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Kulicke & Soffa Industries, Inc. F3Q10 (Qtr End 07/03/10) Earnings Call Transcript

Kulicke & Soffa Industries, Inc. F3Q10 (Qtr End 07/03/10) Earnings Call Transcript

Kulicke & Soffa Industries, Inc. (KLIC)

F3Q10 (Qtr End 07/03/10) Earnings Call Transcript

August 5, 2010 9:00 am ET


Joseph Elgindy – Manager, IR

Scott Kulicke – CEO

Mike Morris – CFO


Krish Sankar – Bank of America/Merrill Lynch

Gary Hsueh – Oppenheimer & Company

David Duley – Steelhead Securities

Tom Diffely – D.A. Davidson

Andy Schopick – Nutmeg Securities

Lee Simpson – Jefferies

David Wu – GC Research

Satya Kumar – Credit Suisse

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Greetings and welcome to the Kulicke & Soffa third fiscal quarter results call. At this time, all participants are in a listen-only mode. A brief question-and-answer session will follow the formal presentation. (Operator instructions) As a reminder, this conference is being recorded. It is now my pleasure to introduce your host, Joseph Elgindy, Manager of Investor Relations for Kulicke & Soffa. Thank you, Mr. Elgindy. You may begin.

Joseph Elgindy

Thanks, Katie. Good morning, everyone, and welcome to Kulicke & Soffa's third quarter fiscal 2010 conference call. For those of you who have not seen the results announced last night, they are available in the Investor Relations section of our website at An audio recording of this entire conference call, including any questions or comments that participants may contribute, may be accessed from the Kulicke & Soffa website for a limited period of time.

The content of this conference call is owned by Kulicke & Soffa Industries and is protected by US Copyright Law and international treaties. You may not make any recordings or copies of this conference call, and you may not reproduce, distribute, adapt, transmit, display, or perform the content of this conference call in whole or in part without the written permission of K&S.

Today's remarks are governed by the Safe Harbor provisions of the 1995 Private Securities Litigation Reform Act. Actual results may turn out significantly better or worse than indicated by any forward-looking statements that we may make this morning. For a complete discussion of the risks associated with operations of Kulicke & Soffa, please refer to our SEC filings, particularly the 10-K for the year ended October 3, 2009, and our other recent SEC filings.

It's now my pleasure to introduce the host for today’s call, Scott Kulicke, CEO. Scott?

Scott Kulicke

Thanks, Joe. Good morning and welcome to this conference call, the purpose of which is to discuss K&S' June quarter financial results, which were announced last night, and what a great quarter it was. Before Mike Morris, our CFO, takes you through the financial details of the quarter, I thought I’d describe our view of the industry and trends driving K&S. After Mike is done, I’ll talk a little more about how we see the future.

Global electronics demand continued to be strong and is in turn driving IC unit shipments at record level. This is reflected in our customers’ capacity utilization rates, which as we measure them continued to run in the 85% to 90% range or about 5 points higher than previous peak cyclical levels. Our customers are busy, and they are continuing to expand their capacity by volume, among other things, lots of wire bonders – lots and lots of wire bonders.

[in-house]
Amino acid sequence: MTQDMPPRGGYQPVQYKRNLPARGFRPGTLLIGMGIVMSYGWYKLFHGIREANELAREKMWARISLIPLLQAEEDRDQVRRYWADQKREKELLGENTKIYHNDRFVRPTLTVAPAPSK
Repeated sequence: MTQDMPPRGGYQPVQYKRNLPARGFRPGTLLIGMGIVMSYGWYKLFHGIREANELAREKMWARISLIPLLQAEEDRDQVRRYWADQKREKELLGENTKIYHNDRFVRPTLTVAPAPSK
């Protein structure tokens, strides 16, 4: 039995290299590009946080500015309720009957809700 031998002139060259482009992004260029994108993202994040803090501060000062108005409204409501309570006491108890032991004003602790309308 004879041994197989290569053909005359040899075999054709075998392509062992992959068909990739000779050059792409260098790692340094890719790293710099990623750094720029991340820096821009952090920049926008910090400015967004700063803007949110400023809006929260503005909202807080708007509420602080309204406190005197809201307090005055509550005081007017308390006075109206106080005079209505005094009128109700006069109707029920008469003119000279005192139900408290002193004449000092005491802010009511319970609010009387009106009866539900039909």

Those of you who follow K&S has the strong wave of demand started in January and looks to continue at least through the rest of this year. That wave of demand has been most pronounced at the big Taiwanese subcontract houses, ASE and SPIL, as they race for leadership in the industry's conversion from gold to copper wire.

While these two customers combined accounted for about 36% of our sales in the June quarter, our extraordinary level of shipments isn’t just in ASE and SPIL stories. We ship ball bonders to about 100 other customers as well. We should see demand from IDMs as well as subcontractors and from all application spaces. Especially important is the LED space where demand continues to grow in the memory sector, including those DRAM and Flash, which has finally come alive.

Another way to look at the ball bonder space is in terms of the copper wire transition. In the quarter, about 60% of our ball bonders shipped configured for copper wire as the industry continues to convert to copper for cost reduction. K&S has the most robust fine copper wire process running today, and we are winning a lion’s share of orders for copper configured bonders.

In the face of this unprecedented wave of demand, our immediate task has been to increase our own production rates. We have been capacity limited since the winter. June quarter ball bonder volumes were about 48% above the March quarter and 80% above the December quarter, reflecting the excellence of our manufacturing organization. That team, including our network of suppliers and subcontractors, doesn’t normally get much mention in these calls. But I want to acknowledge their contribution to K&S’s success, and also to remind that I expect even more this quarter.

So far, I’ve only talked about ball bonders. We see a similar pattern in our wedge bonder business with strong demand from all sectors and the company rapidly increasing shipments in response to an overflow in order book. In both the ball and wedge bonder market spaces, K&S is the supplier of choice, with the best products and the most responsive manufacturing organization. We believe our market share is continuing to grow.

As for the financial implications of these successes, let me turn the call over to Mike.

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